The reading from I Corinthians focuses upon being judged as to whether or not we are “trustworthy” stewards of “God’s mysteries.” (I Corinthians 4:1-2) Paul has probably been criticized by some in Corinth. He declares that he doesn’t care a whit about the judgments of human beings or their courts. (vs. 3) It is only God’s judgment that matters to him. (vs. 4-5) In terms of this blog’s theme, one might say that life can be trusted because it is in the hands of a God who can be trusted to judge fairly, out of love. We sometimes speak of trusting someone with our lives. That’s a lot of trust. There probably are few if any human beings who fully merit such trust. Every morning, though, optimists who see life through the lens of Christ, step out believing that we live in a universe where love rules. If we, or anyone else, are going to judge life and the actions we take in it, we do so in the context of “God’s mysteries” (vs. 1), and the Lord, “who will bring to light the things now hidden in darkness and will disclose the purposes of the heart.” (vs. 5) We can trust life because built into its purposes is the promise that “each one will receive commendation from God.” (vs. 5)

Finally the Gospel lesson, continuing through the Sermon on the Mount, has Jesus telling us to trust one day at a time. “Be not anxious” were the familiar words with which some of us grew up. The New Revised Standard Version of our pew Bibles, says, “do not worry.” (vs. 25) We are not to worry about life, food, drink, clothing, etc. (vs. 25) Easier said than done, isn’t it? As if worry could be commanded away. Ultimately it’s a matter of trust.

The argument in these verses asks us to notice how much abundance there is in nature without a lot of worrying. It teems with birds and animals, nutritious plants, and gorgeous blossoms. (vs. 26 & 28) Jesus asks whether worry will extend our lives. (vs. 27) There is evidence, in fact, that it does just the opposite. Don’t worry! Trust the powers of life that are at work in all things. They come from a trustworthy source “the heavenly Father” who knows what we need. (vss. 30-32)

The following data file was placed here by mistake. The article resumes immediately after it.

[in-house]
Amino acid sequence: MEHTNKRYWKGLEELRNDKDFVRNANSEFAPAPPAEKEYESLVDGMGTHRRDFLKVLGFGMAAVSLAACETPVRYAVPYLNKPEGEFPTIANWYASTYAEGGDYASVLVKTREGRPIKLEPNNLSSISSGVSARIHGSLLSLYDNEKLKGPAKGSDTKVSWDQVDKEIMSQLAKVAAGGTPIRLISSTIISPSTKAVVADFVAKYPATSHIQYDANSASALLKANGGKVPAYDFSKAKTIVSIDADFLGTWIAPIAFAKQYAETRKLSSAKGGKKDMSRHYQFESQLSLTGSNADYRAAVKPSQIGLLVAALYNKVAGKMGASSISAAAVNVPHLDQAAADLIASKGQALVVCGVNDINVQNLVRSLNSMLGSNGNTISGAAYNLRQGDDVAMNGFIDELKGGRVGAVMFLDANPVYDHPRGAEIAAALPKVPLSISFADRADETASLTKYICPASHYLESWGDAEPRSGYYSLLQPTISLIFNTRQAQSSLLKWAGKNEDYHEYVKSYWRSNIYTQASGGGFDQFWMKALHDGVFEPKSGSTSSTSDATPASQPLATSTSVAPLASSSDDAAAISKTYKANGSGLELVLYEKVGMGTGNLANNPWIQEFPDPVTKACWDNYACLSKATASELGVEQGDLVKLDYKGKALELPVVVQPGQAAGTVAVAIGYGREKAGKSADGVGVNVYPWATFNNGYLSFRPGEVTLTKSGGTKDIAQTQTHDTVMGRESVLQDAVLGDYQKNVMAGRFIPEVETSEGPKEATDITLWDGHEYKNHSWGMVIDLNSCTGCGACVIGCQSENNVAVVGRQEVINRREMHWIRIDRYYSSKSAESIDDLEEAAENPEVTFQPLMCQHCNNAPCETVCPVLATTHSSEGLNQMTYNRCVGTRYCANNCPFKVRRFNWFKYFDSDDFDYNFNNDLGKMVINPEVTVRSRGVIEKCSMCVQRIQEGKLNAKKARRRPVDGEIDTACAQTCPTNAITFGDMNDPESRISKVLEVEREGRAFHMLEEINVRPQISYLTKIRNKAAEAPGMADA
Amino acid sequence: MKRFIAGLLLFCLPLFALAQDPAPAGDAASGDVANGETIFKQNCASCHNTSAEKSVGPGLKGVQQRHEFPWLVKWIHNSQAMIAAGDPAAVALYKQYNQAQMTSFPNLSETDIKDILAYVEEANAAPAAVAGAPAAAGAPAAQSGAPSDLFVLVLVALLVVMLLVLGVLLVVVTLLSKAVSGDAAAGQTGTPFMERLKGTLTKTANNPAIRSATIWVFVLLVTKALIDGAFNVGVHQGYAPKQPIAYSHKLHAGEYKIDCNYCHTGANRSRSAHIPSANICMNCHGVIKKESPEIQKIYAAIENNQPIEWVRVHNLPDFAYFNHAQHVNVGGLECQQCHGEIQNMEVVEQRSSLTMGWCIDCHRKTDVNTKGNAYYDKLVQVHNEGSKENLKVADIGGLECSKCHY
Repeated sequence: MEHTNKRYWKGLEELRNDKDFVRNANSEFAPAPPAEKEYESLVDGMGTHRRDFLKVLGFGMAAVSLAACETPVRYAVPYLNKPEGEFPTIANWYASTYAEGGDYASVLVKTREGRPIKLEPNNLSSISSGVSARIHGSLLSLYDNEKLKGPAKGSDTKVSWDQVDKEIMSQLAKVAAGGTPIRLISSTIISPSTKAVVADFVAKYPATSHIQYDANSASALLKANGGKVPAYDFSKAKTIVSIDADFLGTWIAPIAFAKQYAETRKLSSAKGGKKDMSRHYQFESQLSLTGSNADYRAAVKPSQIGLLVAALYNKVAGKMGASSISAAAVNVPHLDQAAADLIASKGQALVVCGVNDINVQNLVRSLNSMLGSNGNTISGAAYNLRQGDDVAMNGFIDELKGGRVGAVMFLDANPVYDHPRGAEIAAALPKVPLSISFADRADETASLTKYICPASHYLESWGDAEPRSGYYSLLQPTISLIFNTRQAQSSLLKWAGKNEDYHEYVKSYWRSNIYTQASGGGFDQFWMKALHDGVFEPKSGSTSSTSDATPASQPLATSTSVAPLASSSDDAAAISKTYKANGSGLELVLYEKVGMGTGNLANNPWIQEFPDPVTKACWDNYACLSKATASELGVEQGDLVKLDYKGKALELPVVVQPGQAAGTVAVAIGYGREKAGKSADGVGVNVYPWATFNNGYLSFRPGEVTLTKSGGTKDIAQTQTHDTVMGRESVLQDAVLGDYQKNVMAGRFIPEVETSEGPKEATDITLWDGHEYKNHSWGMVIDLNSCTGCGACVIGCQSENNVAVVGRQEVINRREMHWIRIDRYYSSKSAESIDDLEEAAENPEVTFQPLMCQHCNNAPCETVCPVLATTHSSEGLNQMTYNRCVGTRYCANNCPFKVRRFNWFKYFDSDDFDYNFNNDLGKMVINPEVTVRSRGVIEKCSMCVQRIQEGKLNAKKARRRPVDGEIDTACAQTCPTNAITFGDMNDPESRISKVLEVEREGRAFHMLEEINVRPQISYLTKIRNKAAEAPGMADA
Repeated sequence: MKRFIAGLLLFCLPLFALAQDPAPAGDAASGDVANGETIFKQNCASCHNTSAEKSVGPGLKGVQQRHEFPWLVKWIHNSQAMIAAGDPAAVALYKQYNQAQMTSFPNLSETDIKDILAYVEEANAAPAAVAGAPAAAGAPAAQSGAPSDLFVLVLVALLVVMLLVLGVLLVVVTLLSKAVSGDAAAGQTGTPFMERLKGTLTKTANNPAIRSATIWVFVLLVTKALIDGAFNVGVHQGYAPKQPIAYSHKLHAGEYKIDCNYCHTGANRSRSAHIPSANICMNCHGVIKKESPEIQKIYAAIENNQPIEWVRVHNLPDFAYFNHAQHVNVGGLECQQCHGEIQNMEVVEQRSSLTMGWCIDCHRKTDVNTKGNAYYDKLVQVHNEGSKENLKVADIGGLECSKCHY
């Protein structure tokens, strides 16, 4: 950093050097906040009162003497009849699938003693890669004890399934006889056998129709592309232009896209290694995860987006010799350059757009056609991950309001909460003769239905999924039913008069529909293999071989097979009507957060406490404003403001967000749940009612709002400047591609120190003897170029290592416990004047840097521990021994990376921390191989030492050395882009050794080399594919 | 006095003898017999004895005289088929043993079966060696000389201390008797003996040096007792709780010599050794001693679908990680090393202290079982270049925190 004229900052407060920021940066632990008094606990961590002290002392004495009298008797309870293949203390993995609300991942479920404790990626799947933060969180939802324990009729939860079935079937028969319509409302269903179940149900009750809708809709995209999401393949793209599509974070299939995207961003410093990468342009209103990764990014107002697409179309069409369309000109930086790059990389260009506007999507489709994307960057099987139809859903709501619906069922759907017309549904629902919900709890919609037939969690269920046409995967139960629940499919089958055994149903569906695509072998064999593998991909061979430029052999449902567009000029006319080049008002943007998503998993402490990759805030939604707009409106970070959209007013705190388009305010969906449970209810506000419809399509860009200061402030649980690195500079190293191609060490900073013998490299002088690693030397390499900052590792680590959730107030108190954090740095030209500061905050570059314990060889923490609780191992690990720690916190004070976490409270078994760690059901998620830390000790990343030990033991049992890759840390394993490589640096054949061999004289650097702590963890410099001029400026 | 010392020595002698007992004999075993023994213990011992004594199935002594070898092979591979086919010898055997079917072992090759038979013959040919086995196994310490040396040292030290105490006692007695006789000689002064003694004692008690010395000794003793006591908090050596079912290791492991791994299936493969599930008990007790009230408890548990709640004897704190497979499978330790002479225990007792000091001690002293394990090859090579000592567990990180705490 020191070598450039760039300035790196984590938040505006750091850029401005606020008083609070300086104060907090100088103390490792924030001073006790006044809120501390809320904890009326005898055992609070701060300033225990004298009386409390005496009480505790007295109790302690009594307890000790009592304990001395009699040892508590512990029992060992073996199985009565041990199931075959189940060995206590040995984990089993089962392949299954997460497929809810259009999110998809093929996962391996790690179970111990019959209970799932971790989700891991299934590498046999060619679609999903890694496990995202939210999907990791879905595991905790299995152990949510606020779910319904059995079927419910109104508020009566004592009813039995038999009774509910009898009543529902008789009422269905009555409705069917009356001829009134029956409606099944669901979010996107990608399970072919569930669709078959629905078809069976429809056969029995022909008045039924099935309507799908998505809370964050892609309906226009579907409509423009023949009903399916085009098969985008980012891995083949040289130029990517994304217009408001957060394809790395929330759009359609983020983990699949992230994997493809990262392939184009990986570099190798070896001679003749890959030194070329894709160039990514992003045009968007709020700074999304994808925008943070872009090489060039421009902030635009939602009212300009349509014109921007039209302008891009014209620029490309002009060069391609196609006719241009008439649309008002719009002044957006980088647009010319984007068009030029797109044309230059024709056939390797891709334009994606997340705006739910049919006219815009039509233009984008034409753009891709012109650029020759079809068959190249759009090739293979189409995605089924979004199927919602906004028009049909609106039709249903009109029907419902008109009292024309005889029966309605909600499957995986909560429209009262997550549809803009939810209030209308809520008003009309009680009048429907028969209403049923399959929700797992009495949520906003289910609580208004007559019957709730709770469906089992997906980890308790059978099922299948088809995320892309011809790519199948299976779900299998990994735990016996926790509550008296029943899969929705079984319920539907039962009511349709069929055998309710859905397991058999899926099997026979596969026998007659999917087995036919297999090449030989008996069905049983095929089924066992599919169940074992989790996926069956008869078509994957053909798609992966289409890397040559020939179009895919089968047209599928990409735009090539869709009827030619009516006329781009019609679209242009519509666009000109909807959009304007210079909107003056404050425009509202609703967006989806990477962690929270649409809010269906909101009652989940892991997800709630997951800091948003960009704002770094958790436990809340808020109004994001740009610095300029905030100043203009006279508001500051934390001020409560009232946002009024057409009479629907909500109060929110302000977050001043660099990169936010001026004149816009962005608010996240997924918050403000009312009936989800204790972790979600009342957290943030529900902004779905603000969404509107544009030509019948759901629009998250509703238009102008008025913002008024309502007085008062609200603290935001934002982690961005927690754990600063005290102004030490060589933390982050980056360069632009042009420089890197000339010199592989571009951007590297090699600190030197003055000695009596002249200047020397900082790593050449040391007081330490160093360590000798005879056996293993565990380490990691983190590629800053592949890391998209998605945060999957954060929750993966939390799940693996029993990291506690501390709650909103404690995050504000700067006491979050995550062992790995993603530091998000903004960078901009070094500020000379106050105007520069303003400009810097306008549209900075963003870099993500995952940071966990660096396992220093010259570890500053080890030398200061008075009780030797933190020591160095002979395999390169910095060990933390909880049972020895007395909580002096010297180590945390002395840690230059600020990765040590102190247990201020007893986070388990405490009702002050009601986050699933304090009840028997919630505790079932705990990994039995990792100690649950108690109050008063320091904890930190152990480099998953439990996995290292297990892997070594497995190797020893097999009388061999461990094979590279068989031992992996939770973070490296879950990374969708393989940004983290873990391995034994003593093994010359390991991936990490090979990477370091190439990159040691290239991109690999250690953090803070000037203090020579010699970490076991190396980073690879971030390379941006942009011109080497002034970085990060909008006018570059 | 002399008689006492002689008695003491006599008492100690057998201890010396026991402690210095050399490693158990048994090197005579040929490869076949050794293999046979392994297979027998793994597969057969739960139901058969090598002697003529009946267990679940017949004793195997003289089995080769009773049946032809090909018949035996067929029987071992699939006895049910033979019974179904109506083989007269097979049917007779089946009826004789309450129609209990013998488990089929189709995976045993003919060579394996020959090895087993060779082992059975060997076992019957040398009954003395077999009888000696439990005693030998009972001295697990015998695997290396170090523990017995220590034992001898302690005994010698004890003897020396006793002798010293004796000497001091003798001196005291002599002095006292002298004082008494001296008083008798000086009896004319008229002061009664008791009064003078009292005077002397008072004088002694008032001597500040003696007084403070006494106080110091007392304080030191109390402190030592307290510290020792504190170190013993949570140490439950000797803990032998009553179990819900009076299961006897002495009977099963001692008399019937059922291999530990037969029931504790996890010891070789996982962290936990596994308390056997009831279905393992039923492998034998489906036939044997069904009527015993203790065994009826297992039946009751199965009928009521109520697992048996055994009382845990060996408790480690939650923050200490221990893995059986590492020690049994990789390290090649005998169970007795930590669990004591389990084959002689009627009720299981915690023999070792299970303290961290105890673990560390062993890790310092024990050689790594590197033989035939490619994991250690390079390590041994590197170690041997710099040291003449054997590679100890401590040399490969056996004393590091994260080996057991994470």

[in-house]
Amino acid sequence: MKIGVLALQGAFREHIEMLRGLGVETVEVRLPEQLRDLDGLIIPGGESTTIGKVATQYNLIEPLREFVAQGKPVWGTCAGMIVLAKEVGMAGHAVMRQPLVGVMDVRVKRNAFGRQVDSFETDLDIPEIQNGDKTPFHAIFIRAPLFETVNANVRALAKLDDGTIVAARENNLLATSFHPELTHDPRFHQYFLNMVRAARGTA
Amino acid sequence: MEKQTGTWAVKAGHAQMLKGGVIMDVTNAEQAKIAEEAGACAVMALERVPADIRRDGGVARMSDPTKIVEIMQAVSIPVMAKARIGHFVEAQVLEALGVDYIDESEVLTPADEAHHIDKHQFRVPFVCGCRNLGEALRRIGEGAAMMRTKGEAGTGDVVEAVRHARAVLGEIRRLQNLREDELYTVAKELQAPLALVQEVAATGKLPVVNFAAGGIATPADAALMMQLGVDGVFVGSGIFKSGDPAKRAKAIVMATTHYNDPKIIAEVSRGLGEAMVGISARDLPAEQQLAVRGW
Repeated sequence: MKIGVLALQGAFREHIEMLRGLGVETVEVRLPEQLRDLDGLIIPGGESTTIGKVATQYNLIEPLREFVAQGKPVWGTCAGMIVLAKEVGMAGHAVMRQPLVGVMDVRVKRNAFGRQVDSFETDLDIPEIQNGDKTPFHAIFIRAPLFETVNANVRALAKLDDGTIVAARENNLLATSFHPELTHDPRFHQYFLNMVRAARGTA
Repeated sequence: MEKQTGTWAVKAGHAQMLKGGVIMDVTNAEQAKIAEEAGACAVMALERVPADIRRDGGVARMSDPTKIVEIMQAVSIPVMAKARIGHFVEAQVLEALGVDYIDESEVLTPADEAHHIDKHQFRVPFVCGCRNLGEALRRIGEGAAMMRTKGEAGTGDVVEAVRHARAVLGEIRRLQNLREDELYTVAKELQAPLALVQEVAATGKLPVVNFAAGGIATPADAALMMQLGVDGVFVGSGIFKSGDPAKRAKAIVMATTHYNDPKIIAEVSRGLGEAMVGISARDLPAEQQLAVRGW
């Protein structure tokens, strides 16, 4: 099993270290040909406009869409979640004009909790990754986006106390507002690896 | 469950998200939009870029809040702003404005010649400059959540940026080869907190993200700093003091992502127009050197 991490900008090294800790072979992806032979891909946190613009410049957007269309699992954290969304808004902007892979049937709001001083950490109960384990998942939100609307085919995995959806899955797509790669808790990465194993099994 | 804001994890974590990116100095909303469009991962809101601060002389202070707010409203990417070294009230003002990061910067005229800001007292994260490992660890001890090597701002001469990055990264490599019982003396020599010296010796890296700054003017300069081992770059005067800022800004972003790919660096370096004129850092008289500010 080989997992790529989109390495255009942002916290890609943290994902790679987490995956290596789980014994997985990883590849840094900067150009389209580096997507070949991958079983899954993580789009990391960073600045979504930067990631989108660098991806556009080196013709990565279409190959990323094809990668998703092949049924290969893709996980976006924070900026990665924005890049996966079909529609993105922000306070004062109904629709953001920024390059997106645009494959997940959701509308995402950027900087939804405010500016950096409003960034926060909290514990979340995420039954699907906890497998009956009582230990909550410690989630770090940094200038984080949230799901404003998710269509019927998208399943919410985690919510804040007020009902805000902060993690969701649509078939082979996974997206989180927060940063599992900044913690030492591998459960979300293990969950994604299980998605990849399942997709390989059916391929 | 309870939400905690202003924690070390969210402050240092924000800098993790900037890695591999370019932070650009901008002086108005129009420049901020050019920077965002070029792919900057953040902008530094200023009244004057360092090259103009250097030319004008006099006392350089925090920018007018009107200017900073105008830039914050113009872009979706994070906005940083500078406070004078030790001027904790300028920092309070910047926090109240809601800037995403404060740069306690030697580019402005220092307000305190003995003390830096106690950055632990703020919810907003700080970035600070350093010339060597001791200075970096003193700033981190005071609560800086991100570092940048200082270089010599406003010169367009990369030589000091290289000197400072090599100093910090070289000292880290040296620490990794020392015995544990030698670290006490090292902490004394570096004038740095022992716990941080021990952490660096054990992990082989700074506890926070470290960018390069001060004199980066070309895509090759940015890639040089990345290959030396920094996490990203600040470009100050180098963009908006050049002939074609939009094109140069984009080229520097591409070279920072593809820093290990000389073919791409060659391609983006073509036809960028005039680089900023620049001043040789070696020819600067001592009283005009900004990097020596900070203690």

The reading from Matthew ends with the instruction to live one day at a time. “So do not worry about tomorrow, for tomorrow will bring worries of its own. Today’s trouble is enough for today.” (vs. 34) While trusting must be placed in a cosmic framework, it is to be done day by day. Taking the next step is always an act of trust. Our faith assures us that the next step is undergirded with a generous and trustworthy love. Life can be trusted!

Note that it doesn’t say there will be no troubles. Look at verse 34 again. There are things to worry about today. There will be troubles tomorrow. Trusting is about moving ahead anyway, because we know life is ultimately a comedy. The cross does not depict a life without struggle, but a life in which good and love overcome every setback, major and minor, we may face in that next step.

Verse 33, perhaps the key to this entire section, says, “But strive for the kingdom of God and his righteousness, and all these things will be given to you as well.” The way I memorized it was, “Seek ye first the kingdom of God and his righteousness, and all these things shall be added unto you.” It was sometimes misinterpreted to mean, “If you just do the right thing you’ll have everything you want, maybe even get rich.” It needs first to be seen in the context to God’s knowing what we “need.” It’s not about everything we might want; it’s about our basic needs for survival being covered. More importantly, though, it’s about keeping our focus upon doing what is right each day and trusting God for the rest. Instead of being pessimists who are worrying our lives away, let’s be optimists who are more intent on moving ahead one step at a time that cowering in fear of judgment.


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Kairos-Milwaukie UCC Blog

Reflections on the Revised Common Lectionary by Rev. Rick Skidmore and Rev. Jim Ogden.